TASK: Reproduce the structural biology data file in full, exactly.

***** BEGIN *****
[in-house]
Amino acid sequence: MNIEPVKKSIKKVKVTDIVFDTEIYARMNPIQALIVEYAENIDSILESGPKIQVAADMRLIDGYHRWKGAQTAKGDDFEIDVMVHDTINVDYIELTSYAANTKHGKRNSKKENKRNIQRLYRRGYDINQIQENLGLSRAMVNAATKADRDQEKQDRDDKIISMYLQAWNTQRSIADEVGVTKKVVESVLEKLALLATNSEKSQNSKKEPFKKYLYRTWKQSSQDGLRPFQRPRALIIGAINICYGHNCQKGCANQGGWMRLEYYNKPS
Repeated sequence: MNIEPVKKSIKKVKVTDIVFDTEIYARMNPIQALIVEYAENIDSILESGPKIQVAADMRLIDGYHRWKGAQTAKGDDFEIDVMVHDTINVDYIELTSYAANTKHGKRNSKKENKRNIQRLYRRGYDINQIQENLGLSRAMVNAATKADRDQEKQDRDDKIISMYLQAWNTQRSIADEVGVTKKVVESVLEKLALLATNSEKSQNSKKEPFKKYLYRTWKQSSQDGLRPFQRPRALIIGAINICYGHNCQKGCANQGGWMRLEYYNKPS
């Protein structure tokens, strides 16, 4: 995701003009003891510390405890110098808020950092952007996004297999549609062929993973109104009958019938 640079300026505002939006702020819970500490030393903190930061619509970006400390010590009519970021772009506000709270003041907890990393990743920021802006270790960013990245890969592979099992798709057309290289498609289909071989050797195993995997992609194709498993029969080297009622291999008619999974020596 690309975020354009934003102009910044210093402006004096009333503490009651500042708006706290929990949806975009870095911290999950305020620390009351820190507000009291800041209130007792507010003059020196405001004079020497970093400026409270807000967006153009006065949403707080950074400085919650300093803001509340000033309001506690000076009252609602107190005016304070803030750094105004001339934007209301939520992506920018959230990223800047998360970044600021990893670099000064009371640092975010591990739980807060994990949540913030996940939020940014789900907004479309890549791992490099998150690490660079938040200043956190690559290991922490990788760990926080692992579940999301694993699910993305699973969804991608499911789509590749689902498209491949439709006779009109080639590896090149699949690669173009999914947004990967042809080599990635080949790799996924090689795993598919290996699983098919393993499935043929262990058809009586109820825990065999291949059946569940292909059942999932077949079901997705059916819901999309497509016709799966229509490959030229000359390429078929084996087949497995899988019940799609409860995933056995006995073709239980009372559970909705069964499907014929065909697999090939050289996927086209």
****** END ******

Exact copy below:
[in-house]
Amino acid sequence: MNIEPVKKSIKKVKVTDIVFDTEIYARMNPIQALIVEYAENIDSILESGPKIQVAADMRLIDGYHRWKGAQTAKGDDFEIDVMVHDTINVDYIELTSYAANTKHGKRNSKKENKRNIQRLYRRGYDINQIQENLGLSRAMVNAATKADRDQEKQDRDDKIISMYLQAWNTQRSIADEVGVTKKVVESVLEKLALLATNSEKSQNSKKEPFKKYLYRTWKQSSQDGLRPFQRPRALIIGAINICYGHNCQKGCANQGGWMRLEYYNKPS
Repeated sequence: MNIEPVKKSIKKVKVTDIVFDTEIYARMNPIQALIVEYAENIDSILESGPKIQVAADMRLIDGYHRWKGAQTAKGDDFEIDVMVHDTINVDYIELTSYAANTKHGKRNSKKENKRNIQRLYRRGYDINQIQENLGLSRAMVNAATKADRDQEKQDRDDKIISMYLQAWNTQRSIADEVGVTKKVVESVLEKLALLATNSEKSQNSKKEPFKKYLYRTWKQSSQDGLRPFQRPRALIIGAINICYGHNCQKGCANQGGWMRLEYYNKPS
């Protein structure tokens, strides 16, 4: 995701003009003891510390405890110098808020950092952007996004297999549609062929993973109104009958019938 640079300026505002939006702020819970500490030393903190930061619509970006400390010590009519970021772009506000709270003041907890990393990743920021802006270790960013990245890969592979099992798709057309290289498609289909071989050797195993995997992609194709498993029969080297009622291999008619999974020596 690309975020354009934003102009910044210093402006004096009333503490009651500042708006706290929990949806975009870095911290999950305020620390009351820190507000009291800041209130007792507010003059020196405001004079020497970093400026409270807000967006153009006065949403707080950074400085919650300093803001509340000033309001506690000076009252609602107190005016304070803030750094105004001339934007209301939520992506920018959230990223800047998360970044600021990893670099000064009371640092975010591990739980807060994990949540913030996940939020940014789900907004479309890549791992490099998150690490660079938040200043956190690559290991922490990788760990926080692992579940999301694993699910993305699973969804991608499911789509590749689902498209491949439709006779009109080639590896090149699949690669173009999914947004990967042809080599990635080949790799996924090689795993598919290996699983098919393993499935043929262990058809009586109820825990065999291949059946569940292909059942999932077949079901997705059916819901999309497509016709799966229509490959030229000359390429078929084996087949497995899988019940799609409860995933056995006995073709239980009372559970909705069964499907014929065909697999090939050289996927086209």